JAIPUR, INDIA—Ever since Indian law decided to legalize commercial surrogacy in 2002, it has thrived enormously. Thousands of infertile couples from nations that prohibit money-making surrogacy come each year to match themselves up with women willing to carry their surrogate child. The service can cost as low as $12,000 (US), and there’s no shortage of willing mothers due to the rampant poverty and unemployment.
But one family isn’t getting their money’s worth due to legal complications. Ikufumi Yamada, a doctor whose daughter Manjhi is less than three weeks old, can’t bring his daughter home to Japan because of a mess stemming from abandonment by both his ex-wife and the birth mother.
According to a CNN report, Dr. Yamada and his then-wife paid an Indian clinic to implant his sperm and an anonymous donor’s egg in an Indian surrogate. However, the prospective parents divorced in the middle of the surrogate’s pregnancy, and the wife no longer wanted the baby. Manjhi was born on July 25. When Dr. Yamada and Manjhi’s grandmother, Emiko Yamada, came to Anand, India to take the surrogate child home, they found they could not get a passport for Manjhi without the mother present—and neither Dr. Yamada’s ex-wife nor the surrogate mother was willing to get involved. Indian law would not allow Dr. Yamada to adopt her because it prohibits single men from adopting infant girls, and the Japanese Embassy claims it requires travel documents from India in order to help out.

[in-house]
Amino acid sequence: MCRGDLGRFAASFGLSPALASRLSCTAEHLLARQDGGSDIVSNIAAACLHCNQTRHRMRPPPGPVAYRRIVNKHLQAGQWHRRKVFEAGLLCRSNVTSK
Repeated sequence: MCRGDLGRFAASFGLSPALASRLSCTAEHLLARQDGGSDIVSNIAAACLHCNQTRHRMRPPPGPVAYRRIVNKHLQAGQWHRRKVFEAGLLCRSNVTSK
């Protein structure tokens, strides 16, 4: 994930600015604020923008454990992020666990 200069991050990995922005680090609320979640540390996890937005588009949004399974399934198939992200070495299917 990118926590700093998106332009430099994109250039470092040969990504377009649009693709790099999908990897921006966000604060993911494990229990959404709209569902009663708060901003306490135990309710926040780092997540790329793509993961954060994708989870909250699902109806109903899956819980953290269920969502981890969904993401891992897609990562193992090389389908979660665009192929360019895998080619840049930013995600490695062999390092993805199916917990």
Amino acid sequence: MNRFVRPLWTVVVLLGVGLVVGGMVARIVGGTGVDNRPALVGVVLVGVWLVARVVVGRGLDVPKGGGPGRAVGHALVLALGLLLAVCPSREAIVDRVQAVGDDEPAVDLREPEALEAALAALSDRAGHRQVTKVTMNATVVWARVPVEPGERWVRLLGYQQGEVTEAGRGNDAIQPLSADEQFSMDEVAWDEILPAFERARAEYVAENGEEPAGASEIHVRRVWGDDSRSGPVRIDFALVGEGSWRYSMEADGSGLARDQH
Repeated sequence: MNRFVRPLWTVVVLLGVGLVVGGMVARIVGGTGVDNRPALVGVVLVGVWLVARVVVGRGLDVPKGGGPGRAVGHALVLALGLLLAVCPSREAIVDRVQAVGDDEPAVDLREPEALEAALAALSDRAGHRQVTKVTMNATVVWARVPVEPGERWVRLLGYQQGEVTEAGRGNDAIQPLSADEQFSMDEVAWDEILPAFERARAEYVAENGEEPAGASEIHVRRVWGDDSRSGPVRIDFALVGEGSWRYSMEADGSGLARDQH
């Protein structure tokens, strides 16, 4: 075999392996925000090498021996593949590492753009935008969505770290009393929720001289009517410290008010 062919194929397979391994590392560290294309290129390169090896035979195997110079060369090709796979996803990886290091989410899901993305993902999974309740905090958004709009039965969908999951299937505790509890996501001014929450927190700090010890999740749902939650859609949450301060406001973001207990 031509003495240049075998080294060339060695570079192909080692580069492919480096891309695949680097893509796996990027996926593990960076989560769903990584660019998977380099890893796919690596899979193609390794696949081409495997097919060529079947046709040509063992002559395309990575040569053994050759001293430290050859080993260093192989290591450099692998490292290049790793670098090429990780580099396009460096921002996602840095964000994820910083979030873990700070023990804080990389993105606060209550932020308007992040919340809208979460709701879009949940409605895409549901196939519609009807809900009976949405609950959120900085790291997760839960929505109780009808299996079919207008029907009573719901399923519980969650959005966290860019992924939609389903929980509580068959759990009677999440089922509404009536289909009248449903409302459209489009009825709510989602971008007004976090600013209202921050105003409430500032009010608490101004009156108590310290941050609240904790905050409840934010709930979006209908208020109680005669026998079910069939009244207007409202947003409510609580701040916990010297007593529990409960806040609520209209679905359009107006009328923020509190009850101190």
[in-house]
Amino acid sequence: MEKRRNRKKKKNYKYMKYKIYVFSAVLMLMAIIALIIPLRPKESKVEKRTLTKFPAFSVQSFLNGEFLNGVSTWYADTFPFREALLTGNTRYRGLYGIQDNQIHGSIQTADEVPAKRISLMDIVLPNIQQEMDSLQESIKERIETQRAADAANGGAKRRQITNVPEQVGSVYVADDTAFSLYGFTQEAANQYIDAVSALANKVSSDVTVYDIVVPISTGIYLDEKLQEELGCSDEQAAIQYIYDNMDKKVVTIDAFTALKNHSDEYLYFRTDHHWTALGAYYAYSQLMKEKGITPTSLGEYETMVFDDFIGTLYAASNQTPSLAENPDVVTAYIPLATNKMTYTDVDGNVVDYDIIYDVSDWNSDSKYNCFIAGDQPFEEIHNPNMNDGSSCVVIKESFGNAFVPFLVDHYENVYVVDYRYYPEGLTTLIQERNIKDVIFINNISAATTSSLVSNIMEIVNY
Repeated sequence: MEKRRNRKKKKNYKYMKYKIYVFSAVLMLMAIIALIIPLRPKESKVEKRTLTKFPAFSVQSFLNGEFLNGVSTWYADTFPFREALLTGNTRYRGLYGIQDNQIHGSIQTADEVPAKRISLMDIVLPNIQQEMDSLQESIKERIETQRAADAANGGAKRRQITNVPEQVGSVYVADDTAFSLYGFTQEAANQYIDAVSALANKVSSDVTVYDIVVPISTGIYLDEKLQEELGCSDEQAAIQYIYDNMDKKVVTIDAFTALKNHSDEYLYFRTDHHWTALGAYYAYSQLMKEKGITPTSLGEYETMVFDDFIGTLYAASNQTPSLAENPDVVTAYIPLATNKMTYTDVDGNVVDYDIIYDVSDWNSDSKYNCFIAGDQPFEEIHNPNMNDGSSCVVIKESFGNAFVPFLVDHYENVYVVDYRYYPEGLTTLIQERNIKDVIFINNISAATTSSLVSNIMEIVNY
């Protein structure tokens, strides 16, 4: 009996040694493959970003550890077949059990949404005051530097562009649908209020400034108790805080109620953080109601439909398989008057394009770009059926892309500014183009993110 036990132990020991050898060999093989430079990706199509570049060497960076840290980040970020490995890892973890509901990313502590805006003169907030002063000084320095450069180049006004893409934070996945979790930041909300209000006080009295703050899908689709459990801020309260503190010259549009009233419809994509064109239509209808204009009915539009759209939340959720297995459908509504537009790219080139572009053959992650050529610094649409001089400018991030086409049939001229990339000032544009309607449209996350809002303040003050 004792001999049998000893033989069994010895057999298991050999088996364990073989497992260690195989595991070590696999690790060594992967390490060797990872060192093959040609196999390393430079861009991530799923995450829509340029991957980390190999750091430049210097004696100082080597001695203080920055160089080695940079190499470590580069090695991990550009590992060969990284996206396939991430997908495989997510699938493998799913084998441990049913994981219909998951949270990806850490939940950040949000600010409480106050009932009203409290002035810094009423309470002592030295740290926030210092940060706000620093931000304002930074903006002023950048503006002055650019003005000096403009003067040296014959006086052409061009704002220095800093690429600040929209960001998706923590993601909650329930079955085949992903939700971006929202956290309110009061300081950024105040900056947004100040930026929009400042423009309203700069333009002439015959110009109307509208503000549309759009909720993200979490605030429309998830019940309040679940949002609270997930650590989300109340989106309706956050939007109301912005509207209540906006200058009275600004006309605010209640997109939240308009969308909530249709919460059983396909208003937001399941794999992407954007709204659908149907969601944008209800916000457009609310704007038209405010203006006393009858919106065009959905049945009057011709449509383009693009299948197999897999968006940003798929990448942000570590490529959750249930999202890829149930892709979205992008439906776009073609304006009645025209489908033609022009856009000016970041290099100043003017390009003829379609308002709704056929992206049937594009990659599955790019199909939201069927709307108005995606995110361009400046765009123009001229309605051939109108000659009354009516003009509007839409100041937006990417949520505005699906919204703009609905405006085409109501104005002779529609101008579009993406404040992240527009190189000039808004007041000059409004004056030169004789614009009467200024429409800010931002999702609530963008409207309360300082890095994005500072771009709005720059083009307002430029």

To make matters worse, Manjhi became ill: she was taken to Arya Hospital in Jaipur, where a local friend of the family helped them communicate with the Indian staff. At Arya, the infant refused to eat and then contracted septicemia. Dr. Yamada returned to Japan to get more legal advice on the case as well as see patients, while Mrs. Yamada has stayed in India with Manjhi.
However, Manjhi has recently received her own birth certificate with Dr. Yamada’s name on it. This may help the Yamadas acquire a visa for her, but time will tell. “I will not leave India without her, no matter what,” Emiko Yamada, 70, explained to CNN. She has grown much attached to Manjhi and has been publicly pleading for the child to be released from India. “From deep inside my heart, I want to return immediately to my own country with my grandchild… I am very worried and stressed. Why can’t they let her father take his child?”
“It is absolutely traumatic, especially for the grandmother,” Dr. Sadhana Arya, one of the doctors caring for Manjhi in Jaipur, was quoted as saying, “because they have a visa for a limited period of time. What happens if the period expires?… Where does the baby stay? Who cares for the baby?” She added, “I think this should end. There should be stricter laws.”
Indira Jaising, a senior advocate for India’s Supreme Court, told CNN, “I think obviously India owes an obligation to speed up the legal and judicial process, so that the child is able to travel as soon as possible.”
The commercial-surrogacy industry in India is estimated to be worth around $445 million dollars annually, CNN reports.